So, I’m currently on spring break from school. With the way the Japanese college semester works at my university, we are in school from September (October, really) till late January/Early February. Needless to say, I’ve been in full do-nothing mode, as college is one of the few times after high school where people have things like “Spring break”. Though I spoke to a colleague of mine and she reminded me that adults have breaks too, and they last as long as you want, they’re just called something else; “Layoffs”.

That aside, I want to try and dig up/recall everything that happened for my New Years in Japan. I take pictures for this very purpose, and while I can’t say I had such a crazy new years as to need these pictures to remember anything that happened, they are certainly very helpful for me.

In stark opposition to many other foreigners in Japan who try and experience a very-ultra-japanese new years, I ended up spending my new years surrounded by the largest amount of foreigners I’ve ever seen in japan.

Here’s the scene — Me and some friends (and by some I mean like maybe 7), spend our 2010-2011 New Years in the (widely regarded) “sketchiest” place in Tokyo, Roppongi. Home to a lot of bars and clubs, it’s the kind of place where a wallet or two might get stolen. Not “rival-gang territory” area bad (for those who can identify? I can’t but I thought I should be considerate of others), but just a little on the sketchy side, as is often the case with places that have a lot of leisure/pleasure focused businesses.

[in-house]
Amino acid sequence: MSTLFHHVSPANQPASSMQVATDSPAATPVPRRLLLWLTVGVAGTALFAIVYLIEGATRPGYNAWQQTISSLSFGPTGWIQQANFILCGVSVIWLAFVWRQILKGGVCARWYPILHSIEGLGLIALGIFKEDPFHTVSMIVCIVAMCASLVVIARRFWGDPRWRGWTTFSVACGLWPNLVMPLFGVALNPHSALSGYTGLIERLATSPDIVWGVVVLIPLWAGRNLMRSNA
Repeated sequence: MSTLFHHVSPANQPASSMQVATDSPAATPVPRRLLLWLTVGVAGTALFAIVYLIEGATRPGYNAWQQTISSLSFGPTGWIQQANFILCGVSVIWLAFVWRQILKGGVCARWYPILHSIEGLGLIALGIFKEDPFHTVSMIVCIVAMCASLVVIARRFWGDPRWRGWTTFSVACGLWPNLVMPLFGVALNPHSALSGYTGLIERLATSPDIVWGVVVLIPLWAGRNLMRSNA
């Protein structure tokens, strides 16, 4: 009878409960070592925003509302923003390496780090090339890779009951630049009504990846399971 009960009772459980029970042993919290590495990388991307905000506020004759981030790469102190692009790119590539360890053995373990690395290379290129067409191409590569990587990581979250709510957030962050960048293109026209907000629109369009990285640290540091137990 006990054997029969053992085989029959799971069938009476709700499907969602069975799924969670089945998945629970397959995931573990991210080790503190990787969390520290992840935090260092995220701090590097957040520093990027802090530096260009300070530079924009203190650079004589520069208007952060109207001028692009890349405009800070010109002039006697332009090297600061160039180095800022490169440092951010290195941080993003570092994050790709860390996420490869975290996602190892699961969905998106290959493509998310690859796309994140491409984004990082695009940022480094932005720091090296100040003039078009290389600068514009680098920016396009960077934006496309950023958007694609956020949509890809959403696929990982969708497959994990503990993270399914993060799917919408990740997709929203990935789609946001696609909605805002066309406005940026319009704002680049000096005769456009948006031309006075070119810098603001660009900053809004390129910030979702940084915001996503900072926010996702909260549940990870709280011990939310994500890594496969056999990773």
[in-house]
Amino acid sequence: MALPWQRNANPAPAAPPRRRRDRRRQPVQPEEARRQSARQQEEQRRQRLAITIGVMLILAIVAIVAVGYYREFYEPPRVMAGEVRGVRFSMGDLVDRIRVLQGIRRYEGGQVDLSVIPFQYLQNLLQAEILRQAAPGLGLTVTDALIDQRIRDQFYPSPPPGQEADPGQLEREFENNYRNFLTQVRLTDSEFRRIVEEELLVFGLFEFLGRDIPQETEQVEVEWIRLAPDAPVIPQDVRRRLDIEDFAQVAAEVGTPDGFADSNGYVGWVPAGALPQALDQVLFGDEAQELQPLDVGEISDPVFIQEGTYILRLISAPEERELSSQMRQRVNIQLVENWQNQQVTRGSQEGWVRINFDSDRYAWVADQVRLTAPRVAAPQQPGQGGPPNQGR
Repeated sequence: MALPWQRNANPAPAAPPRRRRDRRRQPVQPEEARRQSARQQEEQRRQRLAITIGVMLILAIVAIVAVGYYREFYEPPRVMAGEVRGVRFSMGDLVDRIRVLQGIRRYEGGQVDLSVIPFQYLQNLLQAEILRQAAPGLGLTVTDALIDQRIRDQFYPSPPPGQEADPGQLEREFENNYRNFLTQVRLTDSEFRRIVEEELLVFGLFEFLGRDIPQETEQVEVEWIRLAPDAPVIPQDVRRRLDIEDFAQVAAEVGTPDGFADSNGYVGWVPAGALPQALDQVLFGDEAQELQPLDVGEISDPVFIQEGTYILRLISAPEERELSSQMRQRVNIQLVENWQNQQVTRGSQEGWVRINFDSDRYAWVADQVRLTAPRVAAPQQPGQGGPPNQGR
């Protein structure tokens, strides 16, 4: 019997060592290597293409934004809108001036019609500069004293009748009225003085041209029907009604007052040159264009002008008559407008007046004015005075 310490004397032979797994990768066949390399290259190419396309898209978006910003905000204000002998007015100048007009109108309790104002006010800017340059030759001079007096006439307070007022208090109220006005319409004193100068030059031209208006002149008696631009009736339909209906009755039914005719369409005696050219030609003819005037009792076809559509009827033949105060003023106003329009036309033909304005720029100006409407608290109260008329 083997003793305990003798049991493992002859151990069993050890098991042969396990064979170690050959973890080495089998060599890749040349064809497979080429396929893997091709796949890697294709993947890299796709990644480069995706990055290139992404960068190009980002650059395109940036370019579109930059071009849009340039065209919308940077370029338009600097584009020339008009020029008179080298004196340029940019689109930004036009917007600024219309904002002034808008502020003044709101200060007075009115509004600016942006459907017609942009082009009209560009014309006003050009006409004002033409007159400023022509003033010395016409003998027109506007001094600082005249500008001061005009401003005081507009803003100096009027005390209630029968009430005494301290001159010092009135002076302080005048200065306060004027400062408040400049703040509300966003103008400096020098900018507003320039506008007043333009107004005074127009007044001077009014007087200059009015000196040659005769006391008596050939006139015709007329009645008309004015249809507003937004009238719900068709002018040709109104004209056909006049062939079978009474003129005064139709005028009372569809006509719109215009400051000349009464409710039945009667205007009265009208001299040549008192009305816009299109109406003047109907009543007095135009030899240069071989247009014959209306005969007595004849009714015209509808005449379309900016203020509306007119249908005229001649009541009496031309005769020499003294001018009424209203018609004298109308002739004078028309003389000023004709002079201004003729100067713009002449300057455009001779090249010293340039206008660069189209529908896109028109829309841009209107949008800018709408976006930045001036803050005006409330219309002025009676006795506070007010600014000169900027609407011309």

Roppongi also happens to be where Gaijin (foreigners) probably most often go to party. And on New Years, there was NOTHING but Gaijin. I say nothing but, and of course, it’s an exaggeration, but there was probably about 3 Gaijin to every 1 Japanese person. This might not seem like much, but I should mention that in my everyday life, it’s about 10 Japanese to every 1 Gaijin, and that’s not even in crowded areas like trains or downtown. It was insane.

But I digress, me and some friends went out to a club, and partied the night away. As I didn’t want to destroy my camera, it didn’t see much use after we left a friend of mine’s dorm (since it was much safer there), so I only have a couple pictures, but maybe if you want a more detailed explanation, you could go watch “The Hangover”, a great movie that might perfectly capture what my night was like (minus pet tiger, mike tyson, drugs, car, wedding, and probably some other stuff I’ve forgotten).

Either way, enough talky-talky, more pictures.

A Manga that I read in the US. It is really old, yet pretty popular in Japan, and it was weird to see it in book form (I usually find it online....)

Why was I taking pictures of books at a new year’s party? Good question. I think the party hadn’t quite started at that point…

A parked subbie I saw on the way to the party, had to stop and shoot a quick picture of it.

Some friends of mine walking towards the party. I think I might have previously hated how good I am at night-shooting.

As expected, multiple friends had parties and gatherings... At one of them, they were making a traditional japanese dish called Nabe. This is essentially what it looks like before it's cooked... I think it is called 'Hot Pot' in englishy translation speak.

A closeup of the most important part of the afore-mentioned dish. Hint: It is not the tofu.

This. Looks. Delicious.

So what about all the pictures of this epic party I said I have? There’s one. I’ll leave the rest to your imaginations and that movie I mentioned.

I wonder if what's in that water bottle is water...

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